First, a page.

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British Academy Book Prize for Global Cultural Understanding 2023: Winner Announced

By Grace Briggs-Jones, Clara Garnier-Barsanti, Benedetta Giordani and Maria Sadek

 

On 31 October, Professor Nandini Das was awarded the British Academy Book Prize for Global Cultural Understanding. This prestigious prize was established in 2013 by the British Academy – the UK's national academy for the humanities and social sciences – in collaboration with Professor Nayef Al-Rodhan. Now in its 11th year, the prize aims to recognise outstanding non-fiction works that contribute to the understanding of world cultures and combine original research with a captivating writing style. The books submitted for the prize cover a variety of subjects such as archaeology, philosophy and languages. Each year, a jury panel composed of experts and academics choose books that champion understanding and highlight interconnections between different cultures, all while being accessible to a wide range of demographics.

 

Let’s find out a little bit more about this year’s winner! Nandini Das grew up in India before moving to England to study; she is now a professor of Early Modern Literature and Culture at the University of Oxford. Das is also the co-editor of The Cambridge History of Travel Writing and regularly presents television and radio programmes on the BBC. Das’ debut novel, Courting India: England, Mughal India and the Origins of Empire, was announced as the 2023 winner of the British Academy Book Prize. It details the fascinating history of Thomas Roe who arrived in India in 1616 as James I’s ambassador; Roe was astonished by the wealth and culture of the Mughal Empire. Das examines the four years Roe spent amongst the empire and situates his experience within the wider context of global trade which spanned from Russia to Virginia and from West Africa to Indonesia. Her debut book paints the Mughal Empire in meticulous detail, exploring the art, literature and sights and sounds of Imperial India in contrast to Jacobean London. By doing so, Das not only explores one of the greatest and richest empires in the world, but also offers a rich and radical challenge to our understanding of Britain and its empire.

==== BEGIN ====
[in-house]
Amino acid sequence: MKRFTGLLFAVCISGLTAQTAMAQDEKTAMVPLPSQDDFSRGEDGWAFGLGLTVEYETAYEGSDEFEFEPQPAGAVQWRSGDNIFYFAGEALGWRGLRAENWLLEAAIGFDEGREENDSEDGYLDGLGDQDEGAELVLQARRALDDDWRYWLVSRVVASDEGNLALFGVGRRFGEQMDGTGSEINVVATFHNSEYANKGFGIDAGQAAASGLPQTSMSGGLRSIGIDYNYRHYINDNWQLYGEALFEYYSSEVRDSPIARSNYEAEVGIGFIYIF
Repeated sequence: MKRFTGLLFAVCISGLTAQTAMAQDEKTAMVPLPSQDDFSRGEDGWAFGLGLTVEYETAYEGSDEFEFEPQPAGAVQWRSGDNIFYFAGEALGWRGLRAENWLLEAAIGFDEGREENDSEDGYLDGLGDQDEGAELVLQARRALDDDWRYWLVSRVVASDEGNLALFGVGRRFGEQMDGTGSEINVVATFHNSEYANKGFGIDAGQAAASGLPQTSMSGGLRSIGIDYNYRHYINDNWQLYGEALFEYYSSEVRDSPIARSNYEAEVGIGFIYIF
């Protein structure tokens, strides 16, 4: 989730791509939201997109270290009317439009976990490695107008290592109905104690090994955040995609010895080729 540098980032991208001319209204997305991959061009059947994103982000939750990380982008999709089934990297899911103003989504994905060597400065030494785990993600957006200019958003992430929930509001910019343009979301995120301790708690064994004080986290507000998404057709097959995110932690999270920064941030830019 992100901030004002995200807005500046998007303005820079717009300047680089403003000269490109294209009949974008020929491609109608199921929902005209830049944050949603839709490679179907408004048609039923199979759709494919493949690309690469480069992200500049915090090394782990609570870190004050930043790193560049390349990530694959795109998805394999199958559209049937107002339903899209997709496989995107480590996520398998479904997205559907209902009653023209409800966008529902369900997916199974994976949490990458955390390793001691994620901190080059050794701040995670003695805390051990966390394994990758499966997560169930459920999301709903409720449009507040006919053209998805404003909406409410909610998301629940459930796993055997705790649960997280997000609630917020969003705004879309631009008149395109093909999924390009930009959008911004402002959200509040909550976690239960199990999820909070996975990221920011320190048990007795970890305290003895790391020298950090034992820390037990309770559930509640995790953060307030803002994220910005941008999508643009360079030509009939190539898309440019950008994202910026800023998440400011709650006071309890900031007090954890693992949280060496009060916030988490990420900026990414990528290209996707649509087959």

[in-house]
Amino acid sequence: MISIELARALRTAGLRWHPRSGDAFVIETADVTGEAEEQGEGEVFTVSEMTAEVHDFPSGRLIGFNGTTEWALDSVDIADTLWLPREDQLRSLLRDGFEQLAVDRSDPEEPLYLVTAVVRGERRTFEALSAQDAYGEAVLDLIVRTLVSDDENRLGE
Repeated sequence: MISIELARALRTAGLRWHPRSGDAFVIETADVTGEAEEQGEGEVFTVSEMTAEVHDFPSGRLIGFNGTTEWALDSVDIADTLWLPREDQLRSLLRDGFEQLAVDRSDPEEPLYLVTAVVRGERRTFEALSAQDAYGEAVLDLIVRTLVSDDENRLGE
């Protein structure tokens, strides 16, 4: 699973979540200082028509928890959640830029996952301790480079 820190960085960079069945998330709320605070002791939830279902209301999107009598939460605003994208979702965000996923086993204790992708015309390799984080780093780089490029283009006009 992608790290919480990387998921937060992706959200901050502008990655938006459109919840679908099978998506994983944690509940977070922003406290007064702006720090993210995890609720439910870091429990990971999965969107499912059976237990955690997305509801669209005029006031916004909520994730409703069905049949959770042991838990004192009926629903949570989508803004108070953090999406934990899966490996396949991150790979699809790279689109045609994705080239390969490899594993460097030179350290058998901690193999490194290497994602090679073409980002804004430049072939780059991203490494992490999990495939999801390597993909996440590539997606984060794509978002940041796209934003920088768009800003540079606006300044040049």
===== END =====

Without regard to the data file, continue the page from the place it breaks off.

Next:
Shortlisted entries

 

However, the winning experience can only be measured by the level of the shortlisted ones, let’s look at the 2023 contenders. Red Memory, Living, Remembering and Forgetting China’s Cultural Revolution by Tania Branigan is an indelible exploration of the Cultural Revolution. Exploring the stories of those who are driven to confront the era, Red Memory questions: how do you live with yourself when the worst is over? A must-read for those who are interested in the turbulent decade that continues to propel and shape China to this day.

 

Another shortlisted entry is The Violence of Colonial Photography by Daniel Foliard, which draws on a wealth of visual materials, from soldiers’ personal albums to government archives, creating a new account of how conflict photography developed in the decades leading up to WWI. Foliard also reveals how photographs could escape the intentions of their creators and be used as a means of pushing back against the oppression of colonial subjects. Look at the late 19th century through the eyes of the French and British empires in this must-read book.

 

Black Ghosts of Empire: The Long Death of Slavery and the Failure of Emancipation by Kris Manjapra also made the shortlist and unearths disturbing truths about the Age of Emancipations. Manjapra argues that Black people were dispossessed by the moves that were made to free them and that emancipation codified the existing racial caste system, rather than destroying it. Paradigm-shifting, lucid and courageous, this book shines a light on the enigma of slavery’s supposed death.

 

Irene Vellejo’s Papyrus: The Invention of Books in the Ancient World is a prize-winning, international bestseller that chronicles literary culture in the ancient world and the heroic effects that ensured its survival over thousands of years. Take a trip to the battlefields of Alexandra the Great, explore the eruptions of Mount Vesuvius and Cleopatra’s palaces to trace the history of the written word.

 

Ritual by Dimitris Xygalatas finishes the shortlist and leads us on an enlightening tour through the shadowy realm of human behaviour. Ritual reveals the deep and subtle mechanisms that soothe, excite, divide and unite us. But above all, Xygalatas finds that our need for ritual is primordial and that it can help us connect to each other, find meaning and discover ourselves. A powerful new perspective that deserves a place on your to-be-read list.

 

The quality of the nominated books and their popularity in the mainstream world goes to show, once again, the importance of the role thinkers play in our society. Academia was first intended as a society lab, a place in which people could have time and space to question, criticise, examine, destroy and rebuild society, only to bring the solution of these thoughts to the world. The success of these books, the depth of their questions and the power of their answers if we, as readers, accept to take them in, are immeasurable. Thank you to the British Academy Book Prize for Global Cultural Understanding for highlighting this and while we wait for next year’s list, we’ll endeavour to transform our current society.



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